“For most Americans we’re looked at as, at best, a mystery,” he acknowledges, “and, at worst, a problem and completely irrelevant.” To change that, he is calling for a major shift in the labor movement.

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Hollywood Boycott Threatens TransPacific Partnership

Curtis Ellis

Curtis Ellis Communications Director, American Jobs Alliance

A Hollywood boycott is threatening the Obama administration's TransPacific Partnership agreement (TPP).

The southeast Asian nation of Brunei, a would-be member of the TPP, is under fire from Hollywood and human right activists for adopting a brutal penal code based on Sharia law with punishments including flogging, dismemberment and death by stoning for crimes such as adultery and sodomy.

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Taxpayers Subsidize Both Wealthy Fast-Food CEOs and Their Underpaid Employees

Michael Winship

Michael Winship Senior Writer, Moyers & Company

Bad enough that the empty calories of many a fast-food meal have all the nutritional value of a fingernail paring. Even worse, the vast profits this industry pulls in are lining the pockets of its CEOs while many of those who work in the kitchens and behind the counters are struggling to eke out a living and can’t afford a decent meal, much less a fast one.

Yes, you have heard this before. Over the last year or so, you’ve probably seen news coverage of the strikes and other job actions fast-food workers have taken against their employers. Maybe you’ve even read about the wage theft lawsuits that have been filed against McDonald’s and Taco Bell, or the recent settlements in New York State against McDonald’s, Pizza Hut and Domino’s Pizza that have led to payments to employees of more than $2 million.

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Who Are the Koch Brothers and What Do They Want?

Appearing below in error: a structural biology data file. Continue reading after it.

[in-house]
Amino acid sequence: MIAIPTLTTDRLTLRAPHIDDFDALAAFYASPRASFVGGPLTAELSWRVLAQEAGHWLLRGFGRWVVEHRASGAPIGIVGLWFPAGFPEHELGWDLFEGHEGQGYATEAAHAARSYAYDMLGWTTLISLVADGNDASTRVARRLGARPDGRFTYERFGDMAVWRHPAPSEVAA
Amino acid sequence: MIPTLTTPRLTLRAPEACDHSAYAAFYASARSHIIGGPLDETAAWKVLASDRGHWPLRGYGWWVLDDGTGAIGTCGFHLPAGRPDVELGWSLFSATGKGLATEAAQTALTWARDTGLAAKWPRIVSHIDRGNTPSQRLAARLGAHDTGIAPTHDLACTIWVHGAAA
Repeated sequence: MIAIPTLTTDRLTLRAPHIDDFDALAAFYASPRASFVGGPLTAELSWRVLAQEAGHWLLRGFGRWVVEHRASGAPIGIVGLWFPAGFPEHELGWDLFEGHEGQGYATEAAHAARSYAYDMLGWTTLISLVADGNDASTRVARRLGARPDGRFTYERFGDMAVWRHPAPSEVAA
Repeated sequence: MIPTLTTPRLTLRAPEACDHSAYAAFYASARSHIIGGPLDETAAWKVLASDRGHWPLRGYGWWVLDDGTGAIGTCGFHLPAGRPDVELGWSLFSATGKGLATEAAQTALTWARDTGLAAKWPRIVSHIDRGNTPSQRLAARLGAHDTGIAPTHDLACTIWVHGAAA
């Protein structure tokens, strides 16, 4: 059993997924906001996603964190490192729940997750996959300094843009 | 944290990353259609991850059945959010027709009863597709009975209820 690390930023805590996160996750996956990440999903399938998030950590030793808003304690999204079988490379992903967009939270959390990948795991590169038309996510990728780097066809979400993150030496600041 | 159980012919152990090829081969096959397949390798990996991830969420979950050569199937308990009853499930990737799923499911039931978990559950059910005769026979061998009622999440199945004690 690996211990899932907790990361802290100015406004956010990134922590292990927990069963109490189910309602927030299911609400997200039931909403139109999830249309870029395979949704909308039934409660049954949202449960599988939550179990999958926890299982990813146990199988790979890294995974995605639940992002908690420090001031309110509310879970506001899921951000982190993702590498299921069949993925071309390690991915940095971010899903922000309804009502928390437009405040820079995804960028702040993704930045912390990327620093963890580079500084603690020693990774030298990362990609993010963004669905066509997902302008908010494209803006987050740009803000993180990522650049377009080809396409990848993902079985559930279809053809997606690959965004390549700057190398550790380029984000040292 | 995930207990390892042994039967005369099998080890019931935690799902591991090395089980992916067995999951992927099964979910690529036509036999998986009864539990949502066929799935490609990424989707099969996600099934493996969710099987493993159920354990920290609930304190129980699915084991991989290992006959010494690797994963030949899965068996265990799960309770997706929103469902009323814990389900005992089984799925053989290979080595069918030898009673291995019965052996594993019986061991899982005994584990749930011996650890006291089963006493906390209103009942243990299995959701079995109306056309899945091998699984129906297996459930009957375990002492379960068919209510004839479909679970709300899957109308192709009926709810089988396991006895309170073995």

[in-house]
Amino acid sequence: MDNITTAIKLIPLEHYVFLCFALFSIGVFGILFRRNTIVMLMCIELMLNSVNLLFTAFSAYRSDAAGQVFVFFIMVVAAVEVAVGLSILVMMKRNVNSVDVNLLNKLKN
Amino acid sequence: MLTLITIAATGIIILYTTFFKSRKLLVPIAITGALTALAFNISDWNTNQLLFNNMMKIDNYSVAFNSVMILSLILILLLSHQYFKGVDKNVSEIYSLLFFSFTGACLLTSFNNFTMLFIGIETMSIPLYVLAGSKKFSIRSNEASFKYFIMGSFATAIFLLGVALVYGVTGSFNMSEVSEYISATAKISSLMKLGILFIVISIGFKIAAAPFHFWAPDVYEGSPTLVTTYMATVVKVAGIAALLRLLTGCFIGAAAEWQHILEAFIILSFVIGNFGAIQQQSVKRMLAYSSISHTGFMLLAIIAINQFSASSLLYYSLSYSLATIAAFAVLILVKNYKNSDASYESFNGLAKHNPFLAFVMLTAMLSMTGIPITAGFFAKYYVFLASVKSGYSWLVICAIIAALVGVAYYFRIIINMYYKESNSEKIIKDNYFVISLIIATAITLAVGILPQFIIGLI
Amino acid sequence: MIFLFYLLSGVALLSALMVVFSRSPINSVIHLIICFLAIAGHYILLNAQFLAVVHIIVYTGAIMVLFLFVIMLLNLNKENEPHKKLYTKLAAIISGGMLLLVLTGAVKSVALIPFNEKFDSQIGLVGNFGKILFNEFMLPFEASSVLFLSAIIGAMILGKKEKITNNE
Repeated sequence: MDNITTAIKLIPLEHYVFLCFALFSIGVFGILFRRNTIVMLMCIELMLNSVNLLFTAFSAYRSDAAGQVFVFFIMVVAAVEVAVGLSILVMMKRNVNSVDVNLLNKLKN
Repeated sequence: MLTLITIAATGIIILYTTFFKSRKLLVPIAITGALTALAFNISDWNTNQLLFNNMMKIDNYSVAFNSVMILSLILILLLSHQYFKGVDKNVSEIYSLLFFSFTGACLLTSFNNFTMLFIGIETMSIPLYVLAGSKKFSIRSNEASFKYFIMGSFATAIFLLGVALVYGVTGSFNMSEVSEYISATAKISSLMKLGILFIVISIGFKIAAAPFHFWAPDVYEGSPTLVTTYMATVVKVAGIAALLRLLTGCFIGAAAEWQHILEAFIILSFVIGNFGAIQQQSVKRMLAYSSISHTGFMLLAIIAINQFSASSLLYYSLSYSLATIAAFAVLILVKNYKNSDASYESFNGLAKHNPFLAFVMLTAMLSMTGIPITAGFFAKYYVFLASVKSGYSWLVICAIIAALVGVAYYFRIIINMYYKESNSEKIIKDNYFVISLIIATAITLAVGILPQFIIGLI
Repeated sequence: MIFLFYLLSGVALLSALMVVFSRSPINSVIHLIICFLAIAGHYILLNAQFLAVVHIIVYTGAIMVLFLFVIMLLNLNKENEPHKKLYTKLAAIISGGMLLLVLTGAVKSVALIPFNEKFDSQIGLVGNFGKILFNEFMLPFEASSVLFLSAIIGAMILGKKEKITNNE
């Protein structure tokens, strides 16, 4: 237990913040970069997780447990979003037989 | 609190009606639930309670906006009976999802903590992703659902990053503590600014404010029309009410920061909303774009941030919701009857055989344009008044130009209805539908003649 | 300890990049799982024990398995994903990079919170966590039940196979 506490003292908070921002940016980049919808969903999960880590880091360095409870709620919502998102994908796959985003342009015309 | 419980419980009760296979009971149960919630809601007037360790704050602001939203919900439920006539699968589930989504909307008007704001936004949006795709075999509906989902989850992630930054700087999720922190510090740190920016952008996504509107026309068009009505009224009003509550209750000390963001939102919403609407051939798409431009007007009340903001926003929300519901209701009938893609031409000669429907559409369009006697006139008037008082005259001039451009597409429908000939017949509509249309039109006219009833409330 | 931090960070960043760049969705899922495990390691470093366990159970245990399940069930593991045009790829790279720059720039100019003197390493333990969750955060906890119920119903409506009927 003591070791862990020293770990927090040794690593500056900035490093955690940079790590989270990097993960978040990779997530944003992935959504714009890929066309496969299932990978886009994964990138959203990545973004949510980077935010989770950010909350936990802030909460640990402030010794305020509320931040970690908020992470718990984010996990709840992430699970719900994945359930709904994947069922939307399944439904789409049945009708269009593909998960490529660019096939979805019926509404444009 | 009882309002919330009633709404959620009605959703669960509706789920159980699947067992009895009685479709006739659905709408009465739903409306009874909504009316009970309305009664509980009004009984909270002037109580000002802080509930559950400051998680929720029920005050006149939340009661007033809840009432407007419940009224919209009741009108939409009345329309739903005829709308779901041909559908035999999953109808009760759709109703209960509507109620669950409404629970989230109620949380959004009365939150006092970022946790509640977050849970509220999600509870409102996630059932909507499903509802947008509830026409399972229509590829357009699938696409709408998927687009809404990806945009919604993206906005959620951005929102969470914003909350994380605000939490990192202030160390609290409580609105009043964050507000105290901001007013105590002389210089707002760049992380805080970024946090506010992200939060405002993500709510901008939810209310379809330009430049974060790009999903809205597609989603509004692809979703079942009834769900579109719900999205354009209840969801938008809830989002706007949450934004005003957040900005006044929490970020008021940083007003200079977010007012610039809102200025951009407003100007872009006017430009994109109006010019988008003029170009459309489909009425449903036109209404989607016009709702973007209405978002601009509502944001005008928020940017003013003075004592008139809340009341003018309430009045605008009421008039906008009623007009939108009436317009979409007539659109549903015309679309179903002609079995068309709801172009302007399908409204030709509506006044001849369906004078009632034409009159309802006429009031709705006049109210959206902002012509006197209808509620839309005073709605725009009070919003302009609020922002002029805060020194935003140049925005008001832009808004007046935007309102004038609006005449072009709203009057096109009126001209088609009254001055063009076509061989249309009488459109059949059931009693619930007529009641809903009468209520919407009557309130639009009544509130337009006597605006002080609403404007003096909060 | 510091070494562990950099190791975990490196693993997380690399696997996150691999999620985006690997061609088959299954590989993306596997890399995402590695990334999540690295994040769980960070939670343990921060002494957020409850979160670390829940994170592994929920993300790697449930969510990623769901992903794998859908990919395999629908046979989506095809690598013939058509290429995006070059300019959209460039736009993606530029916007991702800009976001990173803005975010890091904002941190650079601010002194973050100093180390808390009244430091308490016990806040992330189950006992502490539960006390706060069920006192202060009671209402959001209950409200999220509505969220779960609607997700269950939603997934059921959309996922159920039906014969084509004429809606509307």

Sen. Bernie Sanders

Sen. Bernie Sanders U.S. Senator, Vermont

Who Are the Koch Brothers and What Do They Want?

As a result of the disastrous Citizens United Supreme Court decision, billionaires and large corporations can now spend an unlimited amount of money to influence the political process. The results of that decision are clear. In the coming months and years the Koch brothers and other extraordinarily wealthy families will spend billions of dollars to elect right-wing candidates to the Senate, the House, governors' mansions and the presidency of the United States. These billionaires already own much of our economy. That, apparently, is not enough. Now, they want to own the United States government as well.

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Overwhelming Evidence that Half of America is In or Near Poverty

Paul Buchheit

Paul Buchheit Author, editor, expert on income inequality

Overwhelming Evidence that Half of America is In or Near Poverty

The Charles Koch Foundation recently released a commercial that ranked a near-poverty-level $34,000 family among the Top 1% of poor people in the world. Bud Konheim, CEO and co-founder of fashion company Nicole Miller, concurred: "The guy that's making, oh my God, he's making $35,000 a year, why don't we try that out in India or some countries we can't even name. China, anyplace, the guy is wealthy."

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Common Sense Takes Courage: The CPC Budget

Robert Borosage

Robert Borosage Co-Director, Campaign for America's Future

Today, the Congressional Progressive Caucus released its annual budget proposal -- the "Better Off Budget" (link not yet available). Budgets are numbing, grist for geeks, not citizens. This budget is no exception, detailing row after row of numeric projections. Produced in conjunction with the Economic Policy Institute, it is a technician's document, based on a sound economic model.